Earlier this week Microsoft posted details of a large number of APIs (272, we are told - we have not counted) in the MSDN library. This publication is intended to to comply with the terms of the MS-DoJ proposed settlement to the antitrust suit, and is part of a process whereby Microsoft 'levels the playing filed' for rival software publishers and developers by disclosing APIs and protocols, and offering them for license.
But the API disclosure seems at best utterly irrelevant, and at worst counter-productive, because it is not complete, and some of the information is misleading or wrong. Henk Devos, author of Registry Explorer (an alternative to regedit), has reviewed the documentation since it went up on Monday US time, and says it contains errors, and there are still some things that have been left out. He gives the examples of IBrowserFrameOptions and IDelegateFolder as missing (he says he's figured out the second anyway, but not the first), and that "now that SHCreateShellFolderViewEx has finally been documented after 7 years, the docs are wrong. The structure that they describe for the parameter is wrong."
"This is not intentional, it's just a mistake," he adds. This sort of stuff however does tend to confirm The appropropriately-named Register's long-term belief that what Microsoft has got in there is a grotesque, badly-documented pile of poo it doesn't fully understand itself.
It also seems to be the case that there are substantial numbers that have deliberately not been documented in this exercise, on the basis that these may change or disappear in the near future, and should therefore in Microsoft's view be avoided. This is, friends, plus ca change. As a developer you get some information about Microsoft APIs, but there are ones you don't know about, undocumented ones you use but maybe shouldn't, ones you don't know about that maybe Microsoft developers use (but maybe shouldn't)... So why is this any different from what it was before?
Devos' verdict is that: "All I can say is that this documentation is worthless. There is nothing in it that was not available publicly on the internet by now, except maybe for the Shell_MergeMenus which has some flags that I didn't know what they were. I did not look at all the functions, there might be a few other that were unknown so far. But these certainly won't help me. Another clear mistake, that cannot be completely unintentional, is the information about which Windows versions the interfaces are available on.
"Some functions that have been documented on the internet as long as 7 years ago are now supposedly available only from Windows 2000 on. They now claim that 'All have been documented to the same level of detail Microsoft uses for standard Windows APIs'. This is a real joke. All they did was list the signatures of the functions, and in some cases flags. You will never find any information on what it does, how to use it, where it is used... This was already the case for interfaces that were new for Windows XP and that have been documented. And there is still no information at all about how to achieve certain tasks."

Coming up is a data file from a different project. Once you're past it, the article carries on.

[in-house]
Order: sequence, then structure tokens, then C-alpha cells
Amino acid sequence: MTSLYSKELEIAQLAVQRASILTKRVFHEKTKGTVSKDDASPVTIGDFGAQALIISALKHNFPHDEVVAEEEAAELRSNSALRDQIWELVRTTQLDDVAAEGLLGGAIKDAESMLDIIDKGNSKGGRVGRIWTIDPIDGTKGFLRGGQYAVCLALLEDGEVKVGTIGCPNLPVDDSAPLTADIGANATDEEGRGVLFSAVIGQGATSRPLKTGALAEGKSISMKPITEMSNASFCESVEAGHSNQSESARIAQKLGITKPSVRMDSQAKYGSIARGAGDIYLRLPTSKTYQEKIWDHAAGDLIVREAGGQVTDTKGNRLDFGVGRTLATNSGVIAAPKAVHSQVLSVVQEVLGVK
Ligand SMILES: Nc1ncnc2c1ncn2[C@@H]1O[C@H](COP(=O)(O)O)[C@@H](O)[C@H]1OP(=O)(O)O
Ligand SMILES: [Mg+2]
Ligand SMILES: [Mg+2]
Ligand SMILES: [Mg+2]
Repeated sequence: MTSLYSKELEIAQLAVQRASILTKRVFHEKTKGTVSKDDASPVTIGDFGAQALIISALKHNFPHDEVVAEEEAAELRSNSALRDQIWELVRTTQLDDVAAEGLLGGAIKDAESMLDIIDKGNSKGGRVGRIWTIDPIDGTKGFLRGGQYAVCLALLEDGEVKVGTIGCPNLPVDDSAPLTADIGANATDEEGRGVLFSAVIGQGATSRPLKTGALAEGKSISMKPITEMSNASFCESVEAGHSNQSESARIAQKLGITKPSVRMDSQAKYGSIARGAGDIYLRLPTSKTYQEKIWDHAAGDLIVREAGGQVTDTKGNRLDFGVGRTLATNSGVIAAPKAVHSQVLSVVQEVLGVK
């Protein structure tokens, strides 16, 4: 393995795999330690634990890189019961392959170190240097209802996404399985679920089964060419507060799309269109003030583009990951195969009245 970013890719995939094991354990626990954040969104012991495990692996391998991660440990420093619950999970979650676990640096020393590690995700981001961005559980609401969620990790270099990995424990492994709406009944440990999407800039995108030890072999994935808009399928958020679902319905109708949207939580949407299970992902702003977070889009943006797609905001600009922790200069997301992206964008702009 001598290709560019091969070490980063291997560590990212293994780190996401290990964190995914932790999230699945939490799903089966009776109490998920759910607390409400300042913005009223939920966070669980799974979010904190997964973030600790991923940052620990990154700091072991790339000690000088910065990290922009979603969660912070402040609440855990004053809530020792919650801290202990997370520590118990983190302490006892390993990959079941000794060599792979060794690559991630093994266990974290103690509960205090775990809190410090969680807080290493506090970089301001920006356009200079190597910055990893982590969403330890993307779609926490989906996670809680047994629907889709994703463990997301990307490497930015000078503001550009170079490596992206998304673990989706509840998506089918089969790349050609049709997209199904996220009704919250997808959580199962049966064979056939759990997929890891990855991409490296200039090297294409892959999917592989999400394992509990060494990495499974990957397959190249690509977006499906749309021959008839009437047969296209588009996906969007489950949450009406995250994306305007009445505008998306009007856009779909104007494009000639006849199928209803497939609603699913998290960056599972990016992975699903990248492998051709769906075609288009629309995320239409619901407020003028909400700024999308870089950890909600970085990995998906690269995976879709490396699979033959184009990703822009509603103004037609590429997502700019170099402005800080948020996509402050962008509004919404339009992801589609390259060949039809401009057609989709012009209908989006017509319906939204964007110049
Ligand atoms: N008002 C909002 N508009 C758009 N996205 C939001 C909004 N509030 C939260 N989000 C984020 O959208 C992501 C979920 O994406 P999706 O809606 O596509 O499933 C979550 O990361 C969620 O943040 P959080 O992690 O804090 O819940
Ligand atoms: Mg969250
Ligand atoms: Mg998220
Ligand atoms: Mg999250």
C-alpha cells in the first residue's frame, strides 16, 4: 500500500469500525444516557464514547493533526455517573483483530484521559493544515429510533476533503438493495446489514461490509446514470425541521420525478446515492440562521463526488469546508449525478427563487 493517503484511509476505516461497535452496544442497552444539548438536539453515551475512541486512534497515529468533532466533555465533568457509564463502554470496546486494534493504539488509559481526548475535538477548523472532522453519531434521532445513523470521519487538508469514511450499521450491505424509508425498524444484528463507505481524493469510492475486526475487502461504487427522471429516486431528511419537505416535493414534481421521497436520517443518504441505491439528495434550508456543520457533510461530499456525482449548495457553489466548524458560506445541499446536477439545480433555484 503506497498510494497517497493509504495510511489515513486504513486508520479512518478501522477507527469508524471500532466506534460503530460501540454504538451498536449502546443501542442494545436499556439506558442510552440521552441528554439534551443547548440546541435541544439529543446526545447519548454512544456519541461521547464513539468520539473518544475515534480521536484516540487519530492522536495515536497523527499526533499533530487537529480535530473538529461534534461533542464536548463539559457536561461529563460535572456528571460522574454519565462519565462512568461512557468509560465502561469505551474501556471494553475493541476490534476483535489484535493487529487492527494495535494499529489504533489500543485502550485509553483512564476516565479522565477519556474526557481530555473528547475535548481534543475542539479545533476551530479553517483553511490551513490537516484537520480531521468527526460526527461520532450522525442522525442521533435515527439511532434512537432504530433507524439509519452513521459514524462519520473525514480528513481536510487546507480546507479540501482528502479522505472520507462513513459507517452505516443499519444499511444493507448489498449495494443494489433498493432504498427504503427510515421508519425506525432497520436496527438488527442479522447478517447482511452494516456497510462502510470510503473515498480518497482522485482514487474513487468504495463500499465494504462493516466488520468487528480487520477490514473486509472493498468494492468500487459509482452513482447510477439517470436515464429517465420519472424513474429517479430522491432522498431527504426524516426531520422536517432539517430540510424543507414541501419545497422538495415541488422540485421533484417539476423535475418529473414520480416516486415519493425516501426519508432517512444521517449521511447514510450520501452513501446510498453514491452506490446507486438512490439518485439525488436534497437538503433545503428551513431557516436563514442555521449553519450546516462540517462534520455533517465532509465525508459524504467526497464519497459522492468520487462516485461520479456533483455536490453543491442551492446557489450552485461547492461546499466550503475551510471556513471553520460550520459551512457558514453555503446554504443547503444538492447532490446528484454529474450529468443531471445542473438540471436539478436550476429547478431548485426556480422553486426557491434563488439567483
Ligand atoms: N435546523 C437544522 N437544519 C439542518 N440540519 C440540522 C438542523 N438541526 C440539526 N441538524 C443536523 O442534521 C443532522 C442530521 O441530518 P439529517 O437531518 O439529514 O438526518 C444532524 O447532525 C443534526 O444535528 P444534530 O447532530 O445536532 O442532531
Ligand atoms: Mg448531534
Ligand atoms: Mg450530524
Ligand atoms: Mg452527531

By coincidence, The Register discussed Microsoft's disclosures with Opera Software CEO Jon von Tetzchner earlier this week. Opera is one of the companies that could be though to benefit from some aspects of the settlement. Von Tetchner, however, is unenthusiastic, describing the modded add-remove routine that's supposed to allow you to substitute middleware as "more work [for Microsoft's rivals] and definitely not positive. He also notes that as Microsoft's software is still there, but hidden, there's no chance of OEMs getting a lower price, and therefore being receptive to the idea of shipping substitutes instead.
And the APIs? He says he hasn't looked for them (just as well, Jon - Henk tells us you pretty well need to know what it is first in order to find it), as he's got better things to do, but he fears that making them more widely available is good for Microsoft, rather than its rivals. Adequate documentation would certainly make it easier for developers to work with Microsoft software, and as the software is still on the system, the APIs are still exposed (which is why Microsoft argued that the software would have to stay on the system). "The whole thing's a publicity stunt," von Tetchner told us. ®